Written by Jerry Ratzlaff on . Posted in Classical Mechanics

acceleration bannerAcceleration, abbreviated as a, is the rate of change of velocity.  Whenever a mass experiences a force, an acceleration is acting.  Acceleration is a vector quantity having magnitude and direction, some of these include displacement, drag, force, lift, momentum, thrust, torque, velocity and weight.

Average Acceleration

The average acceleration is different than the instantaneous acceleration.  Average acceleration is the rate of change of velocity over a given amount of time.  Whereas, instantaneous accleration is the change of velocity at a specific point in time.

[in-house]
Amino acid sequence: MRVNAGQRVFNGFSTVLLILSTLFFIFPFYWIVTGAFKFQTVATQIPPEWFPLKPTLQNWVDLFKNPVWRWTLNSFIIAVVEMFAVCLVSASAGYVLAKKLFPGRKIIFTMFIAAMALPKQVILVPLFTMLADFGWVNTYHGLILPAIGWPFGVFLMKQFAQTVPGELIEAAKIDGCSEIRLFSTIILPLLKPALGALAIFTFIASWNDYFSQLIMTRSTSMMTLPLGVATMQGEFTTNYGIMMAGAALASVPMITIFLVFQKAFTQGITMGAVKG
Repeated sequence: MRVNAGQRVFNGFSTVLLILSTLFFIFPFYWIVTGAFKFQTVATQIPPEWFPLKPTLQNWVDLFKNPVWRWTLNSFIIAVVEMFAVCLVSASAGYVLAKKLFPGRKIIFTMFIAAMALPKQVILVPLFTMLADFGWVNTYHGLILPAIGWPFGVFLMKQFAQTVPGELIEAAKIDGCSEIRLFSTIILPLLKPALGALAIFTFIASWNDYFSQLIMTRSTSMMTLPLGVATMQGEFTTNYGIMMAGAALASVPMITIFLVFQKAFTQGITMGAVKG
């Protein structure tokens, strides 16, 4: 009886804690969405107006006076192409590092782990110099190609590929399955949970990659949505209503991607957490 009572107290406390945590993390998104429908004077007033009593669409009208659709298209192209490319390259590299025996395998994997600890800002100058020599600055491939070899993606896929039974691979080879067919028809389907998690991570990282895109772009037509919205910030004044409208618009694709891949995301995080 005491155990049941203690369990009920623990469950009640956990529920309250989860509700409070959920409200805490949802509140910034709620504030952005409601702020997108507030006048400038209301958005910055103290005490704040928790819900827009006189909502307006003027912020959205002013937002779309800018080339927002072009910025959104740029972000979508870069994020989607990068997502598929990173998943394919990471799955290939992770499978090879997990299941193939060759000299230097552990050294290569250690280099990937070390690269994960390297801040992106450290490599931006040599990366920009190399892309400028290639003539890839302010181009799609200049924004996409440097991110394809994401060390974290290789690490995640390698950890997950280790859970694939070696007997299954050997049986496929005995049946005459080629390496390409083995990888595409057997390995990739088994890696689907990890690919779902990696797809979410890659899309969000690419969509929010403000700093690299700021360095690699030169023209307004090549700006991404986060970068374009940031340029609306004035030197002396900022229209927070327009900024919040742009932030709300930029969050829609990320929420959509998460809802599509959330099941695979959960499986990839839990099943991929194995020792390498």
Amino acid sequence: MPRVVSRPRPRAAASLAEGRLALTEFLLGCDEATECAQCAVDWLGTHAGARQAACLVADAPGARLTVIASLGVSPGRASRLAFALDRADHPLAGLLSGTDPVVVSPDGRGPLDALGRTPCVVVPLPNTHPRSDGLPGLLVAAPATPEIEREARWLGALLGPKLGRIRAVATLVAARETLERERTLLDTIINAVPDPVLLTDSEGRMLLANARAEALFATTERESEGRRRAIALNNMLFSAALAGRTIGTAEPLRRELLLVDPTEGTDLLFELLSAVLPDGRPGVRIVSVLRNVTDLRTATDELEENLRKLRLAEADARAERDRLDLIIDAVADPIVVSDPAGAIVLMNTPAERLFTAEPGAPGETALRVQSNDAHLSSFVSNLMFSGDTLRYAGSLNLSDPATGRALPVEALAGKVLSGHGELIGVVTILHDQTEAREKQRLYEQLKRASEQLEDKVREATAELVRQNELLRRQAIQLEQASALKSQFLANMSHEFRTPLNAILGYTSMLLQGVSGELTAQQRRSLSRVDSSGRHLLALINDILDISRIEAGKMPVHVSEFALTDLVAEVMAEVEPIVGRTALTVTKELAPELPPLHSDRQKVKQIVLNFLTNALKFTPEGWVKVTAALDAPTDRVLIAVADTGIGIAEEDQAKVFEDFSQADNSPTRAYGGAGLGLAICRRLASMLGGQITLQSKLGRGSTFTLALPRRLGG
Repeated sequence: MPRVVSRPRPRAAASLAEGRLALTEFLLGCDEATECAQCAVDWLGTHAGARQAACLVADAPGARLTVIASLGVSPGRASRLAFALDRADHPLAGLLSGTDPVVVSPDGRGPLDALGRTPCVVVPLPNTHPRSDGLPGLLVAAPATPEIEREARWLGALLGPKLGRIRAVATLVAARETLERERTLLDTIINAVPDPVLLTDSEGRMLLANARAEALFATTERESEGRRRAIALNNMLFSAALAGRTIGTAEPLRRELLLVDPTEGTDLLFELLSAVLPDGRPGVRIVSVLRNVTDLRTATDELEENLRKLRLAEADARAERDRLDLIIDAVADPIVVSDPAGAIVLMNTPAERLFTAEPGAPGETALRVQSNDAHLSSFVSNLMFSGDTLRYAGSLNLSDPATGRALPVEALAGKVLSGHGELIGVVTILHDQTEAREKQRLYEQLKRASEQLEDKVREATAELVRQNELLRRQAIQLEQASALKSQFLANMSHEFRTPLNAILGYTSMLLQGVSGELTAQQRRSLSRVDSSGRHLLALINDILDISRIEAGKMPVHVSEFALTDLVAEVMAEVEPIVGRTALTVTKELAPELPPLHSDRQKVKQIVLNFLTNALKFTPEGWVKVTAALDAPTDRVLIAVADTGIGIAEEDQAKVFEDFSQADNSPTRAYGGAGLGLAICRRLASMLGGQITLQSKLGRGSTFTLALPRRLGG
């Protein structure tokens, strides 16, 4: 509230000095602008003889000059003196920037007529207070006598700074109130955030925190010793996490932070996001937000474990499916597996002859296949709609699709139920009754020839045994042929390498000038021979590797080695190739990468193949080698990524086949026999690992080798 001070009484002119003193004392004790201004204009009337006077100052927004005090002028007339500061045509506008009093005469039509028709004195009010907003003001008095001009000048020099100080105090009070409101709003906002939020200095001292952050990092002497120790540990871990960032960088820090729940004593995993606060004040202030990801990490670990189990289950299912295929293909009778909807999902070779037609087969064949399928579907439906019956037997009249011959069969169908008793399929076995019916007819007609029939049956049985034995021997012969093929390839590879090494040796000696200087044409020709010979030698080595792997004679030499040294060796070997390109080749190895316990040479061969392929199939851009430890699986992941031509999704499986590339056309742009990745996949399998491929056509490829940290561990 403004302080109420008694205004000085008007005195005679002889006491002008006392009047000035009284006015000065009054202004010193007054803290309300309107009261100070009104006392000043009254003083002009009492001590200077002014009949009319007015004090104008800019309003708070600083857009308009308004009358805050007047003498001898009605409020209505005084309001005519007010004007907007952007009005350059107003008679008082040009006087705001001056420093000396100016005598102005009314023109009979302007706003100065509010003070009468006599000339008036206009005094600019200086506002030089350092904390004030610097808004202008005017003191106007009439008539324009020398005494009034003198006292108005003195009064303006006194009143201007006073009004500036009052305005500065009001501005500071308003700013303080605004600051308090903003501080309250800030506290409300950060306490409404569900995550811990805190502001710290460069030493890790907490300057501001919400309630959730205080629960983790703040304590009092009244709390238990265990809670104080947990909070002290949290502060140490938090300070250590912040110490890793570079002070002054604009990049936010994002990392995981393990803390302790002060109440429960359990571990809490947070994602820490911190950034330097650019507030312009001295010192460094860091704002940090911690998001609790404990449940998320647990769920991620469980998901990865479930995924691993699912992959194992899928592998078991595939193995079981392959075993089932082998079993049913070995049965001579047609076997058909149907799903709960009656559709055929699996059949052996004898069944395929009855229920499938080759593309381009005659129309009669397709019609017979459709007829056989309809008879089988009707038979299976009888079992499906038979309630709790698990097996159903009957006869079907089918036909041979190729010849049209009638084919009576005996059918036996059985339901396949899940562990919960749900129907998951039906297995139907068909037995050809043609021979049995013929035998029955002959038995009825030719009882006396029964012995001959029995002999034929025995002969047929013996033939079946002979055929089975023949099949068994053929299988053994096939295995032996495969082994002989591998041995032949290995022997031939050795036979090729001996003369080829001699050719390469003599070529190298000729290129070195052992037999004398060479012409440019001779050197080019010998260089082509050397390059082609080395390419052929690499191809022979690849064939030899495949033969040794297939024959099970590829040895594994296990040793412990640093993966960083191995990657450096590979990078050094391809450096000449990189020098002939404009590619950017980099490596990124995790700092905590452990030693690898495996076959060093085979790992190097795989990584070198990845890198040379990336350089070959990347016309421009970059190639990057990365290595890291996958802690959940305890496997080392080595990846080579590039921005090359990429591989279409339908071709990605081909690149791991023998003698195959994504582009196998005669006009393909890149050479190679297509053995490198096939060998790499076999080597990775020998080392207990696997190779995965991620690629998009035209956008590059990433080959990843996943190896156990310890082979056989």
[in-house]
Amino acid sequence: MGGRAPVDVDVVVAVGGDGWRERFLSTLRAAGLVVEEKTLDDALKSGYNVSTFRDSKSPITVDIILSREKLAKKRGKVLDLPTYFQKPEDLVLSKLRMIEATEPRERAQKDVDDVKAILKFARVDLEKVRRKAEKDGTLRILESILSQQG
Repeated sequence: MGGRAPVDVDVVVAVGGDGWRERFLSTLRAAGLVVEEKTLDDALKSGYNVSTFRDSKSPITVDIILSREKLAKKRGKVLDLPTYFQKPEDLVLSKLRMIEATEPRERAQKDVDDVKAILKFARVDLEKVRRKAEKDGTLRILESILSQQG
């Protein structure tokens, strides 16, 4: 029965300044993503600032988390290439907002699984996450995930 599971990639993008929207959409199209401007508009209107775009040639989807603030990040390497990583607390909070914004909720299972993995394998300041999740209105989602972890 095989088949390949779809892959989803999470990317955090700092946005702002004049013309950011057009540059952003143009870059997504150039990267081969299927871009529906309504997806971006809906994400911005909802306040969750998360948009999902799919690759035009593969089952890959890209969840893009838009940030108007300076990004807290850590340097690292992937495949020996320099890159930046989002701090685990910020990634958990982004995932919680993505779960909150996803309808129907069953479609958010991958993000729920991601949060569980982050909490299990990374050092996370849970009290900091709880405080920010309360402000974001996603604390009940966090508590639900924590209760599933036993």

\(\large{ a = \frac{ \Delta v }{ t } }\)         

\(\large{ a = \frac{ v_f \;-\; v_i }{ t } }\)

\(\large{ a = \frac{ v_f \;-\; v_i }{ t_f \;-\; t_i } }\)

\(\large{ a = \frac{ F }{ m } }\)         


\(\large{ a }\) = acceleration

\(\large{ F }\) = force

\(\large{ m }\) = mass

\(\large{ t }\) = time

\(\large{ t_f }\) = final time

\(\large{ t_i }\) = initial time

\(\large{ v }\) = velocity

\(\large{ \Delta v }\) = velocity differential

\(\large{ v_f }\) = final velocity

\(\large{ v_i }\) = initial velocity

Tags: Equations for Acceleration